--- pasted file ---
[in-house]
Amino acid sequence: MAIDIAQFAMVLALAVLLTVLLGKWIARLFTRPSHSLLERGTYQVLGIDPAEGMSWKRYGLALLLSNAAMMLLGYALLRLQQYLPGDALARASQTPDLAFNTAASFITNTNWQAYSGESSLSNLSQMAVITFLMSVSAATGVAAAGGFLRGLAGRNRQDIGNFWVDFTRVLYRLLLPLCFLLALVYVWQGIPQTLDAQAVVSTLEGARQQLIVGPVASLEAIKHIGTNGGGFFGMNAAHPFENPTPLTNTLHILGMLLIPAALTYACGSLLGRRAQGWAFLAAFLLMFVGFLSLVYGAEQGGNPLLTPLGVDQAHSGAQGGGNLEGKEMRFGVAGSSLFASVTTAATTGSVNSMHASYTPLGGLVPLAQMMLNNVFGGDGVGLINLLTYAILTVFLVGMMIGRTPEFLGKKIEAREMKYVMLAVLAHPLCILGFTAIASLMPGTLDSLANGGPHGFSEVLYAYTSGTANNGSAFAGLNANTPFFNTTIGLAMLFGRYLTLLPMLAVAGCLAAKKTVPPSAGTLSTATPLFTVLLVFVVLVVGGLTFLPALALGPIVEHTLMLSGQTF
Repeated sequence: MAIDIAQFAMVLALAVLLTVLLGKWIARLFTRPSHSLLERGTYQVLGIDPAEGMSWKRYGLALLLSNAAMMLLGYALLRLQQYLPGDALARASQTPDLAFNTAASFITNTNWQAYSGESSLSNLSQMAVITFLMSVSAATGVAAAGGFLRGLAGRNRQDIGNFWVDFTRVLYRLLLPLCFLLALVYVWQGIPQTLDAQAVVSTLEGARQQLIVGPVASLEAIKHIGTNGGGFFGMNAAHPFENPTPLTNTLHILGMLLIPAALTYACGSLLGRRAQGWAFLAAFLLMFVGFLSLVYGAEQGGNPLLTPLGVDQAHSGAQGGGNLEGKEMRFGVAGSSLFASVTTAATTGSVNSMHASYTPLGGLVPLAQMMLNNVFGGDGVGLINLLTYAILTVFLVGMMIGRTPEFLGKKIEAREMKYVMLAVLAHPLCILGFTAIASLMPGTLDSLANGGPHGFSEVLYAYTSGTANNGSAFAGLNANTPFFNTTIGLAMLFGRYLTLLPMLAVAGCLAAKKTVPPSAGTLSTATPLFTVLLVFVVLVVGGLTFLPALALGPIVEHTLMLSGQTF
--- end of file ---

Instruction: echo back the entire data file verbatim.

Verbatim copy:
[in-house]
Amino acid sequence: MAIDIAQFAMVLALAVLLTVLLGKWIARLFTRPSHSLLERGTYQVLGIDPAEGMSWKRYGLALLLSNAAMMLLGYALLRLQQYLPGDALARASQTPDLAFNTAASFITNTNWQAYSGESSLSNLSQMAVITFLMSVSAATGVAAAGGFLRGLAGRNRQDIGNFWVDFTRVLYRLLLPLCFLLALVYVWQGIPQTLDAQAVVSTLEGARQQLIVGPVASLEAIKHIGTNGGGFFGMNAAHPFENPTPLTNTLHILGMLLIPAALTYACGSLLGRRAQGWAFLAAFLLMFVGFLSLVYGAEQGGNPLLTPLGVDQAHSGAQGGGNLEGKEMRFGVAGSSLFASVTTAATTGSVNSMHASYTPLGGLVPLAQMMLNNVFGGDGVGLINLLTYAILTVFLVGMMIGRTPEFLGKKIEAREMKYVMLAVLAHPLCILGFTAIASLMPGTLDSLANGGPHGFSEVLYAYTSGTANNGSAFAGLNANTPFFNTTIGLAMLFGRYLTLLPMLAVAGCLAAKKTVPPSAGTLSTATPLFTVLLVFVVLVVGGLTFLPALALGPIVEHTLMLSGQTF
Repeated sequence: MAIDIAQFAMVLALAVLLTVLLGKWIARLFTRPSHSLLERGTYQVLGIDPAEGMSWKRYGLALLLSNAAMMLLGYALLRLQQYLPGDALARASQTPDLAFNTAASFITNTNWQAYSGESSLSNLSQMAVITFLMSVSAATGVAAAGGFLRGLAGRNRQDIGNFWVDFTRVLYRLLLPLCFLLALVYVWQGIPQTLDAQAVVSTLEGARQQLIVGPVASLEAIKHIGTNGGGFFGMNAAHPFENPTPLTNTLHILGMLLIPAALTYACGSLLGRRAQGWAFLAAFLLMFVGFLSLVYGAEQGGNPLLTPLGVDQAHSGAQGGGNLEGKEMRFGVAGSSLFASVTTAATTGSVNSMHASYTPLGGLVPLAQMMLNNVFGGDGVGLINLLTYAILTVFLVGMMIGRTPEFLGKKIEAREMKYVMLAVLAHPLCILGFTAIASLMPGTLDSLANGGPHGFSEVLYAYTSGTANNGSAFAGLNANTPFFNTTIGLAMLFGRYLTLLPMLAVAGCLAAKKTVPPSAGTLSTATPLFTVLLVFVVLVVGGLTFLPALALGPIVEHTLMLSGQTF